Archive for August, 2010

Acquisition risk in a short position

By: ispeculatornew | Date posted: 08.25.2010 (4:00 am)

Going short is always a risky proposition as is going long of course. Yes, in theory, a stock can go to one million and you could be wiped out but in reality, like any other price movement, it will usually happen very gradually and you will be able to adjust. There is one big difference though  and that is the extreme rise that can occur when a company bids for a stock that you have shorted.

Last week was a good reminder of what can happen when BHP Billiton made a hostile offer to buy giant Canadian company Potash for $38 billion, which was well abode Potash’s market value. The worst part for short investors in Potash is that the stock shot up much higher than the 130$ per share that was offered on speculation that it was the first offer by BHP but that there will be at least another one. The result? Potash ended Tuesday over 143$, much much higher than Monday’s $112.15 close, almost 30% higher.  Just take a look at the chart of Potash and you will get a better idea of what happened.

Another example

On Thursday, Intel (INTC) announced it was acquiring software security company McAfee (MFE) for $7.68 Billion, a premium of over 60% from the previous close. That means that short investors in McAfee lost a huge amount on that trade. Having a stop loss is useful and necessary but in cases like this, it offers little protection as the stock moves past the stop loss.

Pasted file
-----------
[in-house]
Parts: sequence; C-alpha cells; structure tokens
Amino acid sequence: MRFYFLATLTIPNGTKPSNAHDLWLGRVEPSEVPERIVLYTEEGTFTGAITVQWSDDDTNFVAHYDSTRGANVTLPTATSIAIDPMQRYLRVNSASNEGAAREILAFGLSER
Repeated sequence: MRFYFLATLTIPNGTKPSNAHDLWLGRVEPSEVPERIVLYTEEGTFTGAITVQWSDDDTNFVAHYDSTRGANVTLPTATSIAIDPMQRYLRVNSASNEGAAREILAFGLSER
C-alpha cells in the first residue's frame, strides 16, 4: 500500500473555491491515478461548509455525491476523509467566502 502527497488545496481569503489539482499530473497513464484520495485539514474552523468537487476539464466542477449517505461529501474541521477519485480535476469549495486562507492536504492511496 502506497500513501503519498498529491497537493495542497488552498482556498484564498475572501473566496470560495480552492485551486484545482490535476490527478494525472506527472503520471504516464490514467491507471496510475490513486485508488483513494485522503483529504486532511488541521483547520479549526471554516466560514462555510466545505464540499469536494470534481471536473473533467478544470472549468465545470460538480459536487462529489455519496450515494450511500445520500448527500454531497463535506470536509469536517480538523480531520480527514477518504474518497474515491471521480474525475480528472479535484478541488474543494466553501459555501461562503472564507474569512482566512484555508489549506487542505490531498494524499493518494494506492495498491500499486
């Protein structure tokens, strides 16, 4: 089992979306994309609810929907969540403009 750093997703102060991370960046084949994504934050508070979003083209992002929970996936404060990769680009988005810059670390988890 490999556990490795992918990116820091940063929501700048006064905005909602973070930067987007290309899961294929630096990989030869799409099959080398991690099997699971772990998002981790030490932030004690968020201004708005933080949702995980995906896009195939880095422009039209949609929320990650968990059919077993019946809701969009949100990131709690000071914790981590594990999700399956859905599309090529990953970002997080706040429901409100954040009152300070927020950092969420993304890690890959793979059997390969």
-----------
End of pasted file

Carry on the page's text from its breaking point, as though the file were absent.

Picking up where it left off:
To be honest, the threat is important right now because many companies are sitting on huge cash piles which they often want to use in acquisitions.

How to avoid such situations…

There are no ways to make sure that shorting an acquired company will not happen of course but avoiding companies that are speculated to be for sale is one way to do it. In the case of Potash, I don’t think anyone saw this coming and it would have been difficult. But in the case of McAfee, it was easier to see that possibility given its industry and how powerful players could easily move into software security. Companies like Microsoft (MSFT) had been rumored to look into such acquisitions in the past.

Personally, I have not had the impression that many of the companies that I short are good potential targets. Last year, I was worried that Yahoo would be a good target and that was certainly a major worry when I would short the stock. But after its search deal with Microsoft, it seemed very unlikely and I have not had to worry about it since.

Other Risk to consider…short squeeze

When traders notice a very high concentration of short positions on a stock, they can start to drive up the stock which will cause the short traders to be “forced out” of their positions. Of course, those getting out will be doing so at a higher price, which can create even more short positions to reach their “stop loss” limits. You can imagine the effect it can have on a stock when this cycle begins. Then, once the cycle is advanced, the person who started the cycle can close out his position with a nice profit.

Such a strategy is not executed often because a lot of money is required to move a stock enough to create a short squeeze. To be honest, I do not (yet) consider this possibility when selecting short stock picks at the moment but maybe one day I will get burned and have to look into it.